Wednesday, Sept. 5—The final regular night of a baseball season doesn’t get much better than this. After being battered by the Tri-City ValleyCats 9-3 Tuesday (a game I missed because I was covering a Peekskill Board of Education meeting for Patch; please click here to read the game story on the Gades’ Web site), the Renegades and the Cats faced each other at Bruno Stadium at 6 tonight in the series finale with identical 51-24 records and home-field advantage for the entire New York-Penn League playoffs on the line along with the opportunity to post the best record in the league. Meanwhile, the Auburn Doubledays, Batavia Muckdogs and Brooklyn Cyclones, who had identical records early in the week, were still scrambling to determine who would clinch the remaining two playoff spots.
When the dust settled, the Renegades stood at the top of the mountain after defeating Tri-City in a 3-2 nail biter, with a 52-24 record (best in franchise history, eclipsing 1998’s 50 victories) and the championship of the McNamara Division. Tri-City, champion of the Stedler Division, also had a franchise best, 51-25, eclipsing 2004’s 50. Auburn clinched the Pinckney Division championship with a 46-30 record. Brooklyn finished with a 45-31 record to claim the wild-card berth. Batavia, with a 44-32 record, finished two games behind Auburn in the Pinckney and one game behind Brooklyn in the wild-card competition and went home.
The Renegades scored all three of their runs in the third inning on back-to-back singles by Joey Rickard and Justin O’Conner, a sacrifice fly by Tommy Coyle and back-to-back doubles by Richie Shaffer and Ryan Dunn. Tri-City responded with a run in the home third and drew within one when Joe Sclafani hit a solo homer in the fifth but stranded solo runners in each of the next three frames. A ninth-inning double play ended the game, and the vocal Hudson Valley contingent went wild. A fine 12-minute display of fireworks, marking the final night of the regular season and a tribute to the fans, put an exclamation point on the game. Please click here to read the game story on the Gades’ Web site.
I visited my friend Scott in Section 170 before the game for an exchange of good-natured ribbing, followed by the expressed hope that the game would be a close, well-played contest worthy of the occasion (it was). “Great attitude!” said veteran usher Denis McCarthy, who was standing nearby. I added that, whatever the outcome, one of my two favorite teams would win.
I then settled into my seat at the right end of Row F, Section 120, behind the net just toward the first-base (Renegades) side of home plate, which lined up perfectly with the third-base foul line. Thanks to the net I did not have to worry about wielding a glove in case of foul balls, and the seat seemed to be a bit roomier than last night’s.
Mascots Southpaw and Ribbie the pink pig stopped by on the field before the game. I traced a rectangle in the air to inquire about the status of the “Southpaw 4 President” sign I gave him last night via Scott, and the big cat promptly bowed gratefully several times in my direction. Ribbie (from RBI, or runs batted in) was less accepting, making a dismissive wave of the hoof toward my Gades gear, but we shared a friendly fist/hoof bump through the net before going our separate ways.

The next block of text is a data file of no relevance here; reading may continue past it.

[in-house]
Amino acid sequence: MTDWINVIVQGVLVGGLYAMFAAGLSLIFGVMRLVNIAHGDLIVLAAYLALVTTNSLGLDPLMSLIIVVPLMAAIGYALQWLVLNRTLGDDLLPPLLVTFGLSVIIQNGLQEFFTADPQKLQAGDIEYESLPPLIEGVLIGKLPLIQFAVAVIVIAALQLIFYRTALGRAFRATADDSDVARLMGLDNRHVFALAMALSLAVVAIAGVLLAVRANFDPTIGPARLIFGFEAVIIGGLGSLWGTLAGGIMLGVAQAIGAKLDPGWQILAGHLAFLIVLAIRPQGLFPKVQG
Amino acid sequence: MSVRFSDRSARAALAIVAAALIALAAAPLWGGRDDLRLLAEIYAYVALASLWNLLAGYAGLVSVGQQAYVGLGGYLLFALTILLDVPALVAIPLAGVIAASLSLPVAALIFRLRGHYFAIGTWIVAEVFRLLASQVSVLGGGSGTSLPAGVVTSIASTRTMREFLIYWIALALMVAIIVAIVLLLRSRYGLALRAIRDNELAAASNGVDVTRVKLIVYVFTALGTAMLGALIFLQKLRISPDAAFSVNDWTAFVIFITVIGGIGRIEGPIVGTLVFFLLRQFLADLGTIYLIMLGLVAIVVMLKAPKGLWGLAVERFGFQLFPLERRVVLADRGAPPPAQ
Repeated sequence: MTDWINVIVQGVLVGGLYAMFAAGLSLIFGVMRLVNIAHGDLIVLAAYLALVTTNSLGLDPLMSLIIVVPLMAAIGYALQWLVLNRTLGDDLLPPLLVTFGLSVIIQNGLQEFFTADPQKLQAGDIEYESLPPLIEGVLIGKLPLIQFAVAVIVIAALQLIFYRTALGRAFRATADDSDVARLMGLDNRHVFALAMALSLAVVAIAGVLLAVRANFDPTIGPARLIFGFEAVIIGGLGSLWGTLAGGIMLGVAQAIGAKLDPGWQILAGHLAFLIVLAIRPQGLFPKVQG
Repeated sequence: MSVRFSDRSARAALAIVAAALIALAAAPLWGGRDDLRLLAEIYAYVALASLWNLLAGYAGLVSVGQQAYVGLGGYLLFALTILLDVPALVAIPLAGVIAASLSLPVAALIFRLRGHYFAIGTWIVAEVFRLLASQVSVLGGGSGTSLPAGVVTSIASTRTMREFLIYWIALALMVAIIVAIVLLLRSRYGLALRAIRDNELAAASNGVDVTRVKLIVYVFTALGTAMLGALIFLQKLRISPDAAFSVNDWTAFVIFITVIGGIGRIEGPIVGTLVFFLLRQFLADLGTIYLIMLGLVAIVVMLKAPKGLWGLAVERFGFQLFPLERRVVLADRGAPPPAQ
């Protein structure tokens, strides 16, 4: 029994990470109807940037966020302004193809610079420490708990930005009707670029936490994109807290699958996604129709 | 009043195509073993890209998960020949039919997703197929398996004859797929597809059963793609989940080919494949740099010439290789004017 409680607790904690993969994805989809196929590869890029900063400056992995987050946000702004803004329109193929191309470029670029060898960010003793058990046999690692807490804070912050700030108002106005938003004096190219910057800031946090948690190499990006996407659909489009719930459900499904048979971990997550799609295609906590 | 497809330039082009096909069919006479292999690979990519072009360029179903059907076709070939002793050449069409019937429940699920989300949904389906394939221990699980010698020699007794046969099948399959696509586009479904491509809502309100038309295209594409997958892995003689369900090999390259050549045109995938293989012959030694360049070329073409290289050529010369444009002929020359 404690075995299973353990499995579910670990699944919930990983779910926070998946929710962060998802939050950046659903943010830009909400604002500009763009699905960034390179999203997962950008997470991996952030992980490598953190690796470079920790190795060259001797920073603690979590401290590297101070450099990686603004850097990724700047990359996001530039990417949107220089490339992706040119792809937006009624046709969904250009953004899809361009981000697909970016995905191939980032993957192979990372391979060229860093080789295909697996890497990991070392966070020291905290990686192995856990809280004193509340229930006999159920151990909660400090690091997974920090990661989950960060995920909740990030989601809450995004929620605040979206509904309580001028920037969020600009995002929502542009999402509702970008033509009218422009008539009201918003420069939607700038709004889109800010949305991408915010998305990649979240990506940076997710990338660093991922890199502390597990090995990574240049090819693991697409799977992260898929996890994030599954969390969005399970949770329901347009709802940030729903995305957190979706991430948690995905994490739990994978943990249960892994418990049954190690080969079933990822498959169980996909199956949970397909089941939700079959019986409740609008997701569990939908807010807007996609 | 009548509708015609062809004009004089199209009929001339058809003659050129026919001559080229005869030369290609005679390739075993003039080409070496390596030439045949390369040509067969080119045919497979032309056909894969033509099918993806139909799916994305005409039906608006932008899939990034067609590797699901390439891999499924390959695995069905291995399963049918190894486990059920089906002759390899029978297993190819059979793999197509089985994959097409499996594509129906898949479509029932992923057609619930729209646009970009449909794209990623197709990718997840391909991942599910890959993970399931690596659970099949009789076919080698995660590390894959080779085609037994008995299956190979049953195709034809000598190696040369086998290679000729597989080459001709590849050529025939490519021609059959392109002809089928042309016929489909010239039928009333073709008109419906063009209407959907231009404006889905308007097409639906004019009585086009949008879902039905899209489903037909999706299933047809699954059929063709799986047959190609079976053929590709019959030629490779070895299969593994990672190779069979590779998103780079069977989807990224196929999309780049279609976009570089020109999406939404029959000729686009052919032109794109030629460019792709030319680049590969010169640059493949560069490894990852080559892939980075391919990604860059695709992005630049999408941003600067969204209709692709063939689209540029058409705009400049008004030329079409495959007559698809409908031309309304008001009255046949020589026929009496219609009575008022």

Hudson Valley faithful in attendance included Amber, wife of conditioning coach Ryan Thomas, and son Bryce, who had greeted me by the roster board, Big Steve and Shirley, Bev and Bob, Paul and John, and several other folks I heard but did not see. Joel Caminero gave me a big smile after I called “Vamonos, Joel!” (“Let’s go, Joel!”) when he was in the on-deck area early in the game.
Manager Jared Sandberg was in excellent spirits afterward outside the clubhouse, even letting out a few whoops of his own in response to those of our fans. Bev, in her role as resident baker for special occasions, was offering home-made brownies to the players and fortunately had extras for the rest of us. Scott, who has engaged in good-natured bantering with Jared over the years, joined us, and we had a nice chat with Charles Epperson and a few other players before it was time for the team bus to return to Fishkill. Jared, as he climbed aboard, said he would see us Saturday at The Dutch for the second game of the playoffs; I replied that I planned to see him Friday in Brooklyn for the first game. He seemed surprised and pleased.
Scott and I then headed for the exit from the ValleyCats clubhouse, where we wished a few players well against the Doubledays, whom they will play in Auburn Friday and at home Saturday. Scott and I both would like to see the Cats and the Gades back together in the championship series.
As we did Monday, Scott and I then headed across Route 4 to Wendy’s for a late supper (again, apple pecan chicken salad for me, cheeseburger meal for him) and Price Chopper (dog food), with a stop at Stewart’s Shops, where I gassed up for $3.939 a gallon, en route to Scott’s apartment. Dallas and Peanut greeted us enthusiastically (and loudly) as we brought in the dog food, and we visited briefly after they calmed down.
It was one minute after midnight when we said goodbye until our paths cross (we hope) during the playoffs. I then retraced my route along Interstates 787 and 90, the Taconic State Parkway and Peekskill Hollow Road. Except for a number of deer alongside the Taconic (fortunately they stayed alongside) the trip was without incident, traffic was almost nonexistent, I made good time and arrived home safe and sound, thank God, a little after 2 a.m.
Next: Semifinals, best two of three: Game 1: Friday, Sept. 7, Hudson Valley at Brooklyn, first pitch 7 p.m.; Tri-City at Auburn, first pitch 7:05 p.m. Game 2: Saturday, Sept. 8, Brooklyn at Hudson Valley, first pitch 7:05 p.m.; Auburn at Tri-City, first pitch 7 p.m. Game 3 if necessary: Sunday, Sept. 9, Brooklyn at Hudson Valley, first pitch 1:05 p.m.; Auburn at Tri-City, first pitch 5 p.m.